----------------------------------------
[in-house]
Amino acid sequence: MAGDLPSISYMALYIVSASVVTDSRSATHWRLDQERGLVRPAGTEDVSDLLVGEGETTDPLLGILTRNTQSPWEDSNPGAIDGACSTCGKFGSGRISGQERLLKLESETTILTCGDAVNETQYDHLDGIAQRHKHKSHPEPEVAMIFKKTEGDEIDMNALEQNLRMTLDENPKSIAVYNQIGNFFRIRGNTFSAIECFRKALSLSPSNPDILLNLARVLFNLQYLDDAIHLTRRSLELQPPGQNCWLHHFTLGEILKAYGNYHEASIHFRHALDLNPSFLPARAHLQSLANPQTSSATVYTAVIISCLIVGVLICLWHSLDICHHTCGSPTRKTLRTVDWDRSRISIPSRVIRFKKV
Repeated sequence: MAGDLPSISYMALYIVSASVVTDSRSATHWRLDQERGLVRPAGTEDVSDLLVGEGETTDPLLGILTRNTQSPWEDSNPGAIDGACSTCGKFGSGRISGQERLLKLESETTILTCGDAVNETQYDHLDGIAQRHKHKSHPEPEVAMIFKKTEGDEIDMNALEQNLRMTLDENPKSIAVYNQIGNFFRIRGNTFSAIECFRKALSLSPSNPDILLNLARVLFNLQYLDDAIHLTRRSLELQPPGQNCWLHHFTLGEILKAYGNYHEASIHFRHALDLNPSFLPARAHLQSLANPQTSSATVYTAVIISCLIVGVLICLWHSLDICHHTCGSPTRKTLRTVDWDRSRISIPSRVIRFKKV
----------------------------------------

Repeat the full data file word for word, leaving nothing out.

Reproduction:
[in-house]
Amino acid sequence: MAGDLPSISYMALYIVSASVVTDSRSATHWRLDQERGLVRPAGTEDVSDLLVGEGETTDPLLGILTRNTQSPWEDSNPGAIDGACSTCGKFGSGRISGQERLLKLESETTILTCGDAVNETQYDHLDGIAQRHKHKSHPEPEVAMIFKKTEGDEIDMNALEQNLRMTLDENPKSIAVYNQIGNFFRIRGNTFSAIECFRKALSLSPSNPDILLNLARVLFNLQYLDDAIHLTRRSLELQPPGQNCWLHHFTLGEILKAYGNYHEASIHFRHALDLNPSFLPARAHLQSLANPQTSSATVYTAVIISCLIVGVLICLWHSLDICHHTCGSPTRKTLRTVDWDRSRISIPSRVIRFKKV
Repeated sequence: MAGDLPSISYMALYIVSASVVTDSRSATHWRLDQERGLVRPAGTEDVSDLLVGEGETTDPLLGILTRNTQSPWEDSNPGAIDGACSTCGKFGSGRISGQERLLKLESETTILTCGDAVNETQYDHLDGIAQRHKHKSHPEPEVAMIFKKTEGDEIDMNALEQNLRMTLDENPKSIAVYNQIGNFFRIRGNTFSAIECFRKALSLSPSNPDILLNLARVLFNLQYLDDAIHLTRRSLELQPPGQNCWLHHFTLGEILKAYGNYHEASIHFRHALDLNPSFLPARAHLQSLANPQTSSATVYTAVIISCLIVGVLICLWHSLDICHHTCGSPTRKTLRTVDWDRSRISIPSRVIRFKKV